I had a great time last night at Watershed’s ‘Voices from Another Part of Town’ event!
The evening was organised to celebrate the 50th anniversary of Trinidad, Tobago and Jamaica’s Independence, and comprised of extracts from a documentary film about St. Pauls – ‘Voices from Another Part of Town’, produced for the BBC by Gavin Barrie in 1981 following the infamous St. Pauls Riots. The documentary recorded the thoughts and opinions of both young and old Caribbean residents in the area.
My Mother came over to England from Trinidad in the seventies, like many other women, to train as a nurse. I now live in St. Pauls, and it was really fascinating to see just how far the area has come since the eighties.
It was also really interesting to see how attitudes have changed, and how Caribbean culture has infiltrated Bristol’s urban culture and been adopted by the city’s young people, down to the many white youths who live in the area that have adopted a sort of amalgam of Caribbean and British accents. The arrival of Cabot Circus has also made a difference to the area in recent years, which has done a lot for the housing prices and the desirability of the area.
There were numerous complaints from the older generation in the film about the difficulty for Caribbean residents in finding work, and the assertion that putting your address down as St. Pauls on job applications was inclined to lead to immediate rejection.
This situation has no doubt improved in St. Pauls, and attitudes towards Caribbean immigrants have changed. The film made me realise just how difficult it must have been for my mother when she first came to England, being in a completely foreign country, initially without friends or family. You can see why St. Pauls is still such a predominantly Caribbean area; it’s nice to feel at home, and it’s easiest to do that if you are with people who share similar experiences and backgrounds. It was very moving to hear fathers speaking of the dream that maybe their children could one day have a job in the area, and employ some of their friends.
The documentary showed a garage in St. Pauls, run by Caribbean residents, which was, at the time, the only business of its kind in the area. It is still there, and running as such, but thankfully there are now many businesses run by, and for, the areas Caribbean residents.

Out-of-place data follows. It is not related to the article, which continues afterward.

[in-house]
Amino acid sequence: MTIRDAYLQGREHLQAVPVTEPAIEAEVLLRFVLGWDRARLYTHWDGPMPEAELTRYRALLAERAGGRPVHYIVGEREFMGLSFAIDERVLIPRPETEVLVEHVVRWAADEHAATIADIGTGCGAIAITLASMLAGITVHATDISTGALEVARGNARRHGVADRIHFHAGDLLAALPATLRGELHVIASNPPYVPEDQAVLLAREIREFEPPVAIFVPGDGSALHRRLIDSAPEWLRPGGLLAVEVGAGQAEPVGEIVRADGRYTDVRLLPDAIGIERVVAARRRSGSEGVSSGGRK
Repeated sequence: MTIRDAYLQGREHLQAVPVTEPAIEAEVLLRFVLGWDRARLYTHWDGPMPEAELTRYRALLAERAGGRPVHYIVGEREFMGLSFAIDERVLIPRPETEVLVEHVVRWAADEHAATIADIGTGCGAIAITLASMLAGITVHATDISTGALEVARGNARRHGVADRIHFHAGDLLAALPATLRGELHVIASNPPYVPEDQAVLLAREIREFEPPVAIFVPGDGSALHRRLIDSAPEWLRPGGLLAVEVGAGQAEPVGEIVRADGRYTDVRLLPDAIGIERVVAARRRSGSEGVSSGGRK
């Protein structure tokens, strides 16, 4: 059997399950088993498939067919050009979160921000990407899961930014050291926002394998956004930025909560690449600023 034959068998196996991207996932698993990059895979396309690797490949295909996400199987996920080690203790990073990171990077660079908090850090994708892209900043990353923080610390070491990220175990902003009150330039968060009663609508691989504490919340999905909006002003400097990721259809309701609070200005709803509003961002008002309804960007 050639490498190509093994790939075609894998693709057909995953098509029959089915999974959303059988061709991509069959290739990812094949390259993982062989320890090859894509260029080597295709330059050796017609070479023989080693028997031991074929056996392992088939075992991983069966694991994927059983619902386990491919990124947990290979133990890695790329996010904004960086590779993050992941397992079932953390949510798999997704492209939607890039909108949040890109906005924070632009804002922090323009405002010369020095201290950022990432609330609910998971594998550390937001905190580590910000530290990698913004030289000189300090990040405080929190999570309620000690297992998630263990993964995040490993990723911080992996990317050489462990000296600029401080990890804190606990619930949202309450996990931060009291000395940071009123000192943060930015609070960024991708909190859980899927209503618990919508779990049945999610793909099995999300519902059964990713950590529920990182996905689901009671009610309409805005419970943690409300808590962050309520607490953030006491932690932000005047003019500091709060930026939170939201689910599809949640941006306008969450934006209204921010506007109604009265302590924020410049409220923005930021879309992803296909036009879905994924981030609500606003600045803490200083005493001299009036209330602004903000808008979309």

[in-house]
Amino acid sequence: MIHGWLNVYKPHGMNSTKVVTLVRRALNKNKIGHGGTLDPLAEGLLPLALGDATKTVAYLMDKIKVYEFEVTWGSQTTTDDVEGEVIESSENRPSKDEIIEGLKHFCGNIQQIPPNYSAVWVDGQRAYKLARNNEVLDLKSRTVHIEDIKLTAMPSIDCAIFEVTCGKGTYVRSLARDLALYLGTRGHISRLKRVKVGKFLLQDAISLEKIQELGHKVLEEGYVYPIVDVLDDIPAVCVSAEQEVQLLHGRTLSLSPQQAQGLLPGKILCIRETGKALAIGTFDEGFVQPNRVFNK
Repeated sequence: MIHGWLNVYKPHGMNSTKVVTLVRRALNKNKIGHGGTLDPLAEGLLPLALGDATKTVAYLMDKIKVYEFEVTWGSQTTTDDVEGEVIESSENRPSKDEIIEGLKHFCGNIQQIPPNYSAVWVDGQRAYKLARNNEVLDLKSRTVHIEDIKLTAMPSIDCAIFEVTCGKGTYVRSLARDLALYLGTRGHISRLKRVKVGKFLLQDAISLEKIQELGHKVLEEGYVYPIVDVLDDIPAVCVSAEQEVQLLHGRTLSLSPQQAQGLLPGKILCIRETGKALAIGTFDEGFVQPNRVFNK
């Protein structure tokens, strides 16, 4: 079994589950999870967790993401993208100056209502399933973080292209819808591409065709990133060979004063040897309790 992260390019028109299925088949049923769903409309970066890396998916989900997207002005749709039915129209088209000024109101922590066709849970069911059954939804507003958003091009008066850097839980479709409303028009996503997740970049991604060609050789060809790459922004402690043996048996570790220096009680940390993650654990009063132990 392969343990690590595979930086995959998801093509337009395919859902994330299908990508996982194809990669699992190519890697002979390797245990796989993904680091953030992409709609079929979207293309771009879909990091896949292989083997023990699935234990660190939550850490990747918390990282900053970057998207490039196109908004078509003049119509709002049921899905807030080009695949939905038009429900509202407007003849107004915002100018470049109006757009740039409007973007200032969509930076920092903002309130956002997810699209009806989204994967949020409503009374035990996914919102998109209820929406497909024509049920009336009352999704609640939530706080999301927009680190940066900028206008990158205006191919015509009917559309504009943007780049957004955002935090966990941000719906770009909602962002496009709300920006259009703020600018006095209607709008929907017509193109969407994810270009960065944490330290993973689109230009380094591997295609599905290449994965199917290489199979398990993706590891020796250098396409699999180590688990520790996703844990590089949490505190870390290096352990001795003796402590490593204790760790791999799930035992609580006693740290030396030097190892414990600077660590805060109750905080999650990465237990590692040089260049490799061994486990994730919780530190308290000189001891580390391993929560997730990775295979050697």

The other amazing part of the documentary was the musical performances by Bunny Marrett (whose launch party for his new record ‘I’m Free’ followed the event) and the spoken word performances by some of the youth in the area.
It was the passion and frustration about their inability to find work, and the judgements passed on them by British residents following the riots that I found really interesting. The anger that drove the improvisation and beat spoke volumes, and spoken word is now something that has passed well into the Bristol underground music scene, with English youths mimicking the accent and style in performances all around the city. The purpose of the genre is still to vent frustrations and anger towards society and it is fitting that this accent and performance style has now been picked up by youth from other cultures in the UK. With recession, cuts to benefits, youth advice centres and facilities as well as high levels of unemployment, their frustrations are very similar to those experienced by Caribbean residents in St. Pauls 30 years ago.
‘Voices from Another Part of Town’ included a very interesting interview with a young man who spoke about the Caribbean community in Bristol feeling like the lowest of the low. He said he felt their only purpose was to make the working -class feel better, mentioning comments by the poorest members of British society at the time that relayed the attitude, ‘well at least we aren’t like these boys’.
Many of those interviewed also felt sure that it was society’s expectations, or lack of, that led to the anger and aggression of the Caribbean youth, and in part, to the riots. It is difficult not to draw a parallel between the situation in St. Pauls in the eighties, and the similar aggression and low expectation of the disenfranchised and often impoverished inner city youth today, (and the nations fear of ‘hoodies’ and the like) which many have implied may have led in part to last year’s riots.
The importance of race in that sentiment may have mellowed, but with unemployment so high, and so many of what were the working class now unable to find work, claiming benefits and living in the cheaper areas of Bristol with a reputation for trouble, the problem itself hasn’t disappeared. British youth are just as angry as the residents of St. Pauls were in the eighties. And with the government continually and increasingly penalising the poorest, the problem is shifting from racism to classism, and that isn’t an improvement at all.
It was great seeing so many people of Caribbean descent in the audience, as well as people of other cultures, all enjoying the film, and the great music afterwards. Bristol is a beautifully multicultural city, and everyone at the event seemed to be having a great time. There was an amazing atmosphere, and it was a wonderful experience to be able to celebrate my culture at such an event. It also reminded me just what an amazing and brave woman my mother is to have taken the leap of faith to come over here forty years ago.
Despite its problems, I am very proud to be British, I’m proud of my Caribbean heritage, and I love the lively, friendly and vibrant atmosphere of St. Pauls. It’s our parent’s determination, optimism, sense of humour and hard work that has made that possible, and had made St. Pauls, and the change in attitudes towards people of Caribbean descent what they are today.
‘Voices from Another Part of Town’ was part of ‘Radical Bristol’, Celebrating Watershed’s 30th Birthday. As ever, there are lots of interesting events on at Watershed, check it out! Visit Watershed Bristol